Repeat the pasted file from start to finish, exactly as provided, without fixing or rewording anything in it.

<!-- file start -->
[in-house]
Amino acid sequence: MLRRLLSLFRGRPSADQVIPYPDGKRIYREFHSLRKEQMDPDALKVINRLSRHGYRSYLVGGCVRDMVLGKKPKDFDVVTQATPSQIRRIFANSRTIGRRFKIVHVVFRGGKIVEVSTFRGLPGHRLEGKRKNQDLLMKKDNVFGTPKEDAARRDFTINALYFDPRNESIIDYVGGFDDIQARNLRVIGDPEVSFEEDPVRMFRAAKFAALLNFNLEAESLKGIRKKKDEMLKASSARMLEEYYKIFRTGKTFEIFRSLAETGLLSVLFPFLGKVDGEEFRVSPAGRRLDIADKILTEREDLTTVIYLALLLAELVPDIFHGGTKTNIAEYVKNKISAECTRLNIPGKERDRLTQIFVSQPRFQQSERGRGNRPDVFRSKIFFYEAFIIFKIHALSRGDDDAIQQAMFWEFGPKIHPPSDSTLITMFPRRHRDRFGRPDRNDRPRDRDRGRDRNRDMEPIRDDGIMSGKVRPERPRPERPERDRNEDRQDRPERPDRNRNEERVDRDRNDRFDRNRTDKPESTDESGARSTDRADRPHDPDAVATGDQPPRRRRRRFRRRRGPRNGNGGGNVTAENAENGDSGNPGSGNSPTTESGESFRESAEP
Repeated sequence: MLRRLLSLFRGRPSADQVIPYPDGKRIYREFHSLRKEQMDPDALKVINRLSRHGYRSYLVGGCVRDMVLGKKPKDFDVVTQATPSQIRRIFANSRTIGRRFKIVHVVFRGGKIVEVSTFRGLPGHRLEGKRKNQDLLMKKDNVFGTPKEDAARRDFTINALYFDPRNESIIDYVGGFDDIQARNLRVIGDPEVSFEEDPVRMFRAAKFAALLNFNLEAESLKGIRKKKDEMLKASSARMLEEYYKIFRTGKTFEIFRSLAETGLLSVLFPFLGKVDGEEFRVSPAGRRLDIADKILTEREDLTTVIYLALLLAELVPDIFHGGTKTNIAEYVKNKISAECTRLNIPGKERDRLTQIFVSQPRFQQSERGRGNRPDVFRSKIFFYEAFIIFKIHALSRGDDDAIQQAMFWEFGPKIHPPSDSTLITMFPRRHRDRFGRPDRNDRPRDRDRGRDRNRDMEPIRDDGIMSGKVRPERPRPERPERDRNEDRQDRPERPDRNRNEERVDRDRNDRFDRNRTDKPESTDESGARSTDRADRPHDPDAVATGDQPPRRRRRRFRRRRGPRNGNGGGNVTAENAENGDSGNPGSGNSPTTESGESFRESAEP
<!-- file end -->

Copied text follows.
[in-house]
Amino acid sequence: MLRRLLSLFRGRPSADQVIPYPDGKRIYREFHSLRKEQMDPDALKVINRLSRHGYRSYLVGGCVRDMVLGKKPKDFDVVTQATPSQIRRIFANSRTIGRRFKIVHVVFRGGKIVEVSTFRGLPGHRLEGKRKNQDLLMKKDNVFGTPKEDAARRDFTINALYFDPRNESIIDYVGGFDDIQARNLRVIGDPEVSFEEDPVRMFRAAKFAALLNFNLEAESLKGIRKKKDEMLKASSARMLEEYYKIFRTGKTFEIFRSLAETGLLSVLFPFLGKVDGEEFRVSPAGRRLDIADKILTEREDLTTVIYLALLLAELVPDIFHGGTKTNIAEYVKNKISAECTRLNIPGKERDRLTQIFVSQPRFQQSERGRGNRPDVFRSKIFFYEAFIIFKIHALSRGDDDAIQQAMFWEFGPKIHPPSDSTLITMFPRRHRDRFGRPDRNDRPRDRDRGRDRNRDMEPIRDDGIMSGKVRPERPRPERPERDRNEDRQDRPERPDRNRNEERVDRDRNDRFDRNRTDKPESTDESGARSTDRADRPHDPDAVATGDQPPRRRRRRFRRRRGPRNGNGGGNVTAENAENGDSGNPGSGNSPTTESGESFRESAEP
Repeated sequence: MLRRLLSLFRGRPSADQVIPYPDGKRIYREFHSLRKEQMDPDALKVINRLSRHGYRSYLVGGCVRDMVLGKKPKDFDVVTQATPSQIRRIFANSRTIGRRFKIVHVVFRGGKIVEVSTFRGLPGHRLEGKRKNQDLLMKKDNVFGTPKEDAARRDFTINALYFDPRNESIIDYVGGFDDIQARNLRVIGDPEVSFEEDPVRMFRAAKFAALLNFNLEAESLKGIRKKKDEMLKASSARMLEEYYKIFRTGKTFEIFRSLAETGLLSVLFPFLGKVDGEEFRVSPAGRRLDIADKILTEREDLTTVIYLALLLAELVPDIFHGGTKTNIAEYVKNKISAECTRLNIPGKERDRLTQIFVSQPRFQQSERGRGNRPDVFRSKIFFYEAFIIFKIHALSRGDDDAIQQAMFWEFGPKIHPPSDSTLITMFPRRHRDRFGRPDRNDRPRDRDRGRDRNRDMEPIRDDGIMSGKVRPERPRPERPERDRNEDRQDRPERPDRNRNEERVDRDRNDRFDRNRTDKPESTDESGARSTDRADRPHDPDAVATGDQPPRRRRRRFRRRRGPRNGNGGGNVTAENAENGDSGNPGSGNSPTTESGESFRESAEP